But there’s a more clear cut reason as to why this book continues to get recommended, as Book-Tuber Olivia-Savannah of the channel “Olivia’s Catastrophe” explains. A 10-year veteran of the Book-Internet, she posted a “Rant Review” of A Little Life in July of 2021. She explained that the sense of mystique built around the book was what appealed to her. “It’s a big book,” she laughs, “There’s such a big sense of accomplishment once you get your way through a big book. It’s nice to, especially online, create content around something that’s big that you take the time to dig into and everything like that.” She decided to begin the book when she saw other content about it being made on YouTube and Tik Tok. “There’s also something about when a book reaches a level of popularity, you want to know what people are talking about,” she explains. “You want to get involved. I feel like loads of people I know have tried to, or read, A Little Life. You want to be in the ‘in-circle’.”
Olivia-Savannah was left disappointed and frustrated finishing the book. She’s not alone: the book might be widely popular, but it has its fair share of negative reviews on subjects like the melodramatic and at times overly excessive graphic elements included in the novel, to more severe critiques on Yanagiahara’s approach to topics like race, LGBT+ representation, and the questionable disabled representation throughout the book (Jude, the disabled protagonist, frequently calls himself and is called “deformed,” and has suicidal ideation because of his disability, a narrative which the disabled community has actively fought against.)
“I consume a lot of disabled narratives because of the fact that I used to be a carer and there’s someone in my life who’s very important to me who is disabled.” Olivia-Savannah explains, “There’s just such a big difference in a disabled narrative written by somebody who is disabled themselves versus someone who is just on the outside of the community looking in and maybe doesn’t have connections to the disabled community. I cannot speak to the author, of course, because I don’t know who she knows in her life, but in terms of the narrative that we see a lot with disabled books, I feel like it was quite repetitive. You look at how those books always end, and you can take the ending at face value and be like, Oh, this is sad. Or you can look into the wider perspective of how many times we see the story. Where does it always end? But should the ending always be there?”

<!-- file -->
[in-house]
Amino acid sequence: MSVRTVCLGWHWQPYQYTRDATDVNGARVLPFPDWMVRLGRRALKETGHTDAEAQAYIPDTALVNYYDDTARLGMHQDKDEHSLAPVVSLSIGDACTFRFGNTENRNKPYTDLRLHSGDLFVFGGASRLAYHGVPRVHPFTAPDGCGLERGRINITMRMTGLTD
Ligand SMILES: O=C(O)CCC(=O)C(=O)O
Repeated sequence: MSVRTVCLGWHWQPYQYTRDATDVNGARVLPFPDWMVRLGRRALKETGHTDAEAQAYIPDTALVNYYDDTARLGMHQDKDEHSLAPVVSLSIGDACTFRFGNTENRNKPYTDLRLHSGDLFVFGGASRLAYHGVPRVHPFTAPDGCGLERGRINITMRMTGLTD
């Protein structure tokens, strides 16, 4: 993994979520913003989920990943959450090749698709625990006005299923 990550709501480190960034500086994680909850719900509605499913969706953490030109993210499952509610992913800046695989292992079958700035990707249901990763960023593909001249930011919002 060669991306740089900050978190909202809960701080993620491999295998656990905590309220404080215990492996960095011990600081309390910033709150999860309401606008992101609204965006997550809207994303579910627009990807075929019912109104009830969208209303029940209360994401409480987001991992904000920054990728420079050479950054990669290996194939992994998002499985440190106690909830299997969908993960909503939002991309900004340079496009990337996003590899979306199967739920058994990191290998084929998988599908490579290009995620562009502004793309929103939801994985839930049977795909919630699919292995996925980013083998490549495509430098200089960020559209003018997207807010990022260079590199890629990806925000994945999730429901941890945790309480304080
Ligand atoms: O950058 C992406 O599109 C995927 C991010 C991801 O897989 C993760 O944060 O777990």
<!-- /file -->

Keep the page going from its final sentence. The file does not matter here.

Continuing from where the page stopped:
Olivia-Savannah doesn’t think no one should read the book, but that they should be aware of how dark the content can be. “I would say if you do have your own triggers, definitely check the content warnings. There’s quite a few of them,” she says. “I wouldn’t want to discourage anybody from reading the book, but I would say while you’re reading it, just think about the implications of this book. And maybe also read some narratives that are on voices alongside it, or after, or before.”
Multiple things can be true: the representation of characters of color, disabled characters, and LGBT+ characters in the book is far from perfect, and worthy of critique. This book shouldn’t be taken as the be-all end-all for stories about disability or queerness. Yanagihara’s prose is also devastatingly beautiful and feels deeply human.
Of course the question of why humans love tragedy has been floating around since we’ve been able to ask it. But the psychological reason is simple: the point of sad books is that we want to feel something from them. A study from Erasmus University found that the most common reason for reading sad books given by respondents was that “sad books may fulﬁll the need for empathizing with characters better than more cheerful books…readers may empathize more readily with ﬁctional characters in sad or difﬁcult situations.”
Jude experiences the worst of the worst throughout the book, but all of the characters suffer in some personal way. While we read the book, we feel for each character as if we know them, a testament to Yanagihara’s craft. The moral of the book is that Jude might not ever be healed by his relationships (in fact Yanagihara wrote him to never be “healed” from his trauma, as controversial as it makes the narrative), but we see the love he has for other people, that other people have for him. It reminds us that if we don’t see the impact we make on others, it’s still there.
Perhaps the book remains popular because that tragedy of not seeing your own impact feels so human, and has been no more true than over the past two years, while the book started taking off in popularity again. It might feel good to have your tragedy contained in the pages of a novel instead of in your real life for once, to feel catharsis from other people even if those other people are fictional. While life adapted to COVID and we were unable to access our social groups the way we wanted to, you could, instead become a part of the A Little Life group, and get your catharsis and shared experience through the act of submitting yourself to a brick of a novel everyone has said not to read. I absolutely felt the allure of the book as I trudged through each trauma and heartbreak. It didn’t destroy me, like Tik Tok said it would, but it certainly made me think, and I absolutely felt pride when I was able to conquer a book that I’d watched so many people shed tears over.
But really, don’t read it. Unless…